FIGS. 4 and 5 are views similar to that of FIG. 3 showing additional embodiments having alternative optical means.
A microscope is partially shown in FIG. 1 and generally identified by the reference numeral 10. Microscope 10 is conventional in that it includes a body 12 supported relative to a specimen stage (not shown) on which an object to be observed may be positioned. Body 12 encloses an objective lens and an optical path system, neither being shown, for forming an image of an object and delivering the object image to a magnifying eyepiece 18a. If microscope 10 is a stereomicroscope, such as can be seen in FIG. 2, it will have another objective lens and optical path system enclosed within body 12 for forming an additional object image and delivering the additional object image to another eyepiece 18b.
As will be described in greater detail below, with description generally being confined to the invention as it relates to eyepiece 18a for sake of simplicity, a viewing angle of eyepiece 18a may be selectively adjusted to angle A1 or angle A2 using an adjustment apparatus formed in accordance with the present invention and designated generally as 20. Apparatus 20, further illustrated in FIG. 3, generally comprises an eyepiece tube 22, optical means 24, and means 26 for rotatably mounting the eyepiece tube on microscope body 12.
As best shown in FIG. 3, eyepiece tube 22 is a bent tube having a light entry end 28 and a light exit end 30 communicating with each other via passageway 32 which extends along a first optical axis 34 associated with entry end 28 and changes direction to extend along a second optical axis 36 associated with exit end 30. Consequently, axes 34 and 36 form an oblique angle B identified in FIG. 1. Passageway 32 is sized at exit end 30 to slidably receive magnifying eyepiece 18a such that the eyepiece is aligned on second optical axis 36, and a threaded sleeve 37 at exit end 30 permits axial adjustment of eyepiece 18a along second optical axis 36.
In a preferred embodiment, optical means 24 comprises a prism 38 fixed within passageway 32 and having a first refracting surface 40 and a second refracting surface 42 for redirecting the object image from first optical axis 34 to second optical axis 36. An internal step 44 is provided in eyepiece tube 22 at entry end 28 to support and position prism 38 with first refracting surface 40 and second refracting surface 42 properly orientated relative to first optical axis 34 and second optical axis 36, respectively. It is contemplated to provide prism 38 as a cemented assembly, for example an achromatic wedge. Prism 38 may be secured by adhesive or other suitable means for rotation with eyepiece tube 22.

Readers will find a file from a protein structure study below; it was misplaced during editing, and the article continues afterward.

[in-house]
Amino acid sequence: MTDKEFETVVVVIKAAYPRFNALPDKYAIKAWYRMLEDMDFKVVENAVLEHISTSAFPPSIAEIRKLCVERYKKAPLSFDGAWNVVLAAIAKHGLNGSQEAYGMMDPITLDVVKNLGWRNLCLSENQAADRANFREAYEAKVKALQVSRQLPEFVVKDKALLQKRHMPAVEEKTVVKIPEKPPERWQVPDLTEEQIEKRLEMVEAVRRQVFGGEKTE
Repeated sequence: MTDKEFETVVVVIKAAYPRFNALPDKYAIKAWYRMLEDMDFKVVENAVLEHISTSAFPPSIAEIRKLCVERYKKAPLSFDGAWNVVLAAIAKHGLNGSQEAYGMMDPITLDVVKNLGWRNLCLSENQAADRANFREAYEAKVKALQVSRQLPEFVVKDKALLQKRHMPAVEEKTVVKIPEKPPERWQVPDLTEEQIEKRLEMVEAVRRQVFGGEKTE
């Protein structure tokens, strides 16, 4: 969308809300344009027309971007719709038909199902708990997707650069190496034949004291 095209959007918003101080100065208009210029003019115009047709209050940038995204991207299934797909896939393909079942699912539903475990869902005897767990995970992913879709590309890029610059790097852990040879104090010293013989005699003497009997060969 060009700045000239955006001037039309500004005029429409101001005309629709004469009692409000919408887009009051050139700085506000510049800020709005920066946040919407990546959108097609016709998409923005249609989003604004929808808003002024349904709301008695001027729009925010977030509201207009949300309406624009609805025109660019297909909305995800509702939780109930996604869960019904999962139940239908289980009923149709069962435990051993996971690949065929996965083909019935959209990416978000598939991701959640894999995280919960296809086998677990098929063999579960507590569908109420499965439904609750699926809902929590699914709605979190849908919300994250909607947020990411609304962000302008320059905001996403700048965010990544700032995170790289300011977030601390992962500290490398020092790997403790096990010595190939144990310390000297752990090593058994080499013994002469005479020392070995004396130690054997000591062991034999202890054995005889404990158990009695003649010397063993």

While prism 38 having dual refracting surfaces is described above with regard to optical means 24, other optical elements may be substituted therefor. FIG. 4 depicts an additional embodiment having alternative optical means 24' comprising a prism 46 having an entry surface 48, a first internally reflecting surface 50, a second internally reflecting surface 52, and an exit surface 54. Entry surface 48 and exit surface 54 are aligned normal to first optical axis 34 and second optical axis 36, respectively, such that the object image passes straight through entry surface 48 along first optical axis 34, is successively reflected by first and second reflecting surfaces 52, and passes straight through exit surface 54 along second optical axis 36 on its way to eyepiece 18a.
Another embodiment having alternative optical means 24" is shown in FIG. 5 and comprises a first mirror 56 aligned on first optical axis 34 and a second mirror 58 aligned on second optical axis 36. As will be understood, mirrors 56 and 58 operate in a manner similar to internally reflecting surfaces 50 and 52 of previously described optical means 24'.
Referring once again to FIG. 3, eyepiece tube 22 is mounted on microscope body 12 by an annular collar 60 for rotation about first optical axis 34, with first optical axis 34 being arranged to coincide with the optical path followed by the object image. Collar 60 includes a first portion 62 suitably adapted for attachment to body 12 and a second portion 64 sized to slidably receive entry end 28 of eyepiece tube 22. Eyepiece tube 22 includes an annular flange 66 arranged for engagement with an end 68 of second portion 64 to limit the extent insertion of entry end 28 within second portion 64 and thus determine an axial position of the eyepiece tube relative to collar 60.